A sometimes-perplexed Supreme Court listened for four hours yesterday as lawyers assailed and defended the new federal campaign-money law that governs presidential and congressional elections unless justices intervene.
“This effort by Congress at least deserves a chance to prove itself,” said Seth P. Waxman, the main sponsors’ attorney in a showdown on the McCain-Feingold law, which already is in effect.
“Congress chose this court. … The case is submitted,” said Chief Justice William H. Rehnquist, brushing off the defender’s plea to let it work. A decision is expected within weeks.
Although the 495-page measure includes hundreds of provisions, yesterday’s often-technical argument focused on its ban against corporations and unions contributing unregulated “soft money” to political parties, and restrictions on broadcast issue ads that identify candidates in the weeks before elections.
Sens. John McCain, Arizona Republican, and Russell D. Feingold, Wisconsin Democrat; and Reps. Christopher Shays, Connecticut Republican, and Martin T. Meehan, Massachusetts Democrat, clustered in the leftmost front row while challengers sat together on the right side of the packed courtroom.
Leading a coordinated broad charge against the law was Kenneth W. Starr, former solicitor general and federal circuit judge, representing a coalition of challengers under the banner of Senate Republican Whip Mitch McConnell of Kentucky.
“[The law] intrudes deeply into the political life of the nation,” said Mr. Starr, who told the court it tramples grass-roots political activity at state and local levels. “In effect, it shifts resources and power away from political parties … into the hands of razor-sharp interest groups.”
Attacking the soft-money ban was Bobby Burchfield, a Washington lawyer who said it wrested power from the historic control of the Republican and Democratic parties.
“National parties are in fact national parties, not federal parties,” he said in opposing a ban on parties giving money to state committees even in off-year elections when no federal office is at stake. Mr. Burchfield said the measure makes it a felony for a Republican national chairman to contribute $100 to a candidate in the California recall election.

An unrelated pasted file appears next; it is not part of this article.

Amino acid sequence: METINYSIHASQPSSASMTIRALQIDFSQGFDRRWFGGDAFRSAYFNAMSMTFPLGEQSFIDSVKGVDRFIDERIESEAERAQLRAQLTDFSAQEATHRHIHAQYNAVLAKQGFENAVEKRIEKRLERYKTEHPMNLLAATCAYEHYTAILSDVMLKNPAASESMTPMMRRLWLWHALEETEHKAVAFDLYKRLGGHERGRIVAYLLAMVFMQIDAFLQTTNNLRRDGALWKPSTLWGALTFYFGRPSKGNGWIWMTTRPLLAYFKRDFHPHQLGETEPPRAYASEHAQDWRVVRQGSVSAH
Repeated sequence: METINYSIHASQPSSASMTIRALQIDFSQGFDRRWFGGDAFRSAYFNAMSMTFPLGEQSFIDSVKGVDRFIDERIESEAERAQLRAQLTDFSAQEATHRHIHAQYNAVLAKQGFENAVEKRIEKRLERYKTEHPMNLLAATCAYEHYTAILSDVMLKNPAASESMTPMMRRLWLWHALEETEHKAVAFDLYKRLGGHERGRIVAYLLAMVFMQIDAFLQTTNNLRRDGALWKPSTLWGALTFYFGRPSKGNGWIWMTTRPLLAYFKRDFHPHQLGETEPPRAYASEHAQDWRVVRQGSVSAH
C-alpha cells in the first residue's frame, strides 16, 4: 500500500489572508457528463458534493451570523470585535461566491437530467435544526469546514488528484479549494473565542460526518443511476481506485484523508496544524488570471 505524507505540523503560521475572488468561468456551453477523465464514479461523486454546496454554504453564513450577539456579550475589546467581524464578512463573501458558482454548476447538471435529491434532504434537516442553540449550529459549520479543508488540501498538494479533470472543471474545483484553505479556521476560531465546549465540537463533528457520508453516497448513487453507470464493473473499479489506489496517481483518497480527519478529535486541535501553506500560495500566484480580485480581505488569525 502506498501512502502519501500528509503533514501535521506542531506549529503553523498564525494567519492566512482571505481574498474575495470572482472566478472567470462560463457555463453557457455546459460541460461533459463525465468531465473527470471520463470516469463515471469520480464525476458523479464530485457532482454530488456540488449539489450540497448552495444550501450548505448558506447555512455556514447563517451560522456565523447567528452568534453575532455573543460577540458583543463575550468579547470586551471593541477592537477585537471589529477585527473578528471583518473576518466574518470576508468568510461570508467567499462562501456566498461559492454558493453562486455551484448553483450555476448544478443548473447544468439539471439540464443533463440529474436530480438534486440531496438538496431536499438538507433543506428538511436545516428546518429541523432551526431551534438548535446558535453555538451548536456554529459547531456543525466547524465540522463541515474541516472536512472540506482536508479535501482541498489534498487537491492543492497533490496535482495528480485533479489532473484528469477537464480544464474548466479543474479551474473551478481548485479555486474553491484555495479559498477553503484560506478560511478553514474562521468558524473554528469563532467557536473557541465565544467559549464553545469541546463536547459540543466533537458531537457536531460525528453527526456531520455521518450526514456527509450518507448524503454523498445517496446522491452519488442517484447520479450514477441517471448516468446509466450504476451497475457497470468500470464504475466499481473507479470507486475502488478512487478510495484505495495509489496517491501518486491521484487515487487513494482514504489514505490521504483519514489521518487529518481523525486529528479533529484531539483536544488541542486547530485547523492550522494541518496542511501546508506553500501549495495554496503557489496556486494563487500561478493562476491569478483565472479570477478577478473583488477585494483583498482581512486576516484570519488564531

“Any penny given to a state committee is a penny that will influence a federal election,” Justice Stephen G. Breyer said.
A number of other members of Congress crowded into the courtroom along with much of political Washington to hear justices and lawyers banter about whether senators and representatives are the best judges of money’s potential to corrupt — or simply beneficiaries of a law to insure their re-elections.
Justice John Paul Stevens criticized the issue-advertising ban, which keeps interest groups from attacking or praising a federal candidate’s political stances for at least 120 days of an election year.
“Why does electing someone president of the United States have less constitutional protection than advocating a stand on the Panama Canal?” Justice Stevens asked.
He pointed out that only “express advocacy” — saying “vote” — was barred by laws replaced by the Bipartisan Campaign Reform Act, its formal name.
Express advocacy was “the easiest thing in the world to avoid,” said Justice Ruth Bader Ginsburg.
When Mr. Waxman urged the justices to review a bound collection of pointedly partisan issue ads, Justice Anthony M. Kennedy scoffed that Congress said such ads “made them feel very bad,” so they restricted them.
“We wouldn’t accept that rationale from a city council. Why should we accept it from Congress?” Justice Kennedy demanded of Mr. Waxman.
“Congress was closing a loophole that the political ad director of the [National Rifle Association] called a line in the sand drawn on a windy day,” Mr. Waxman said.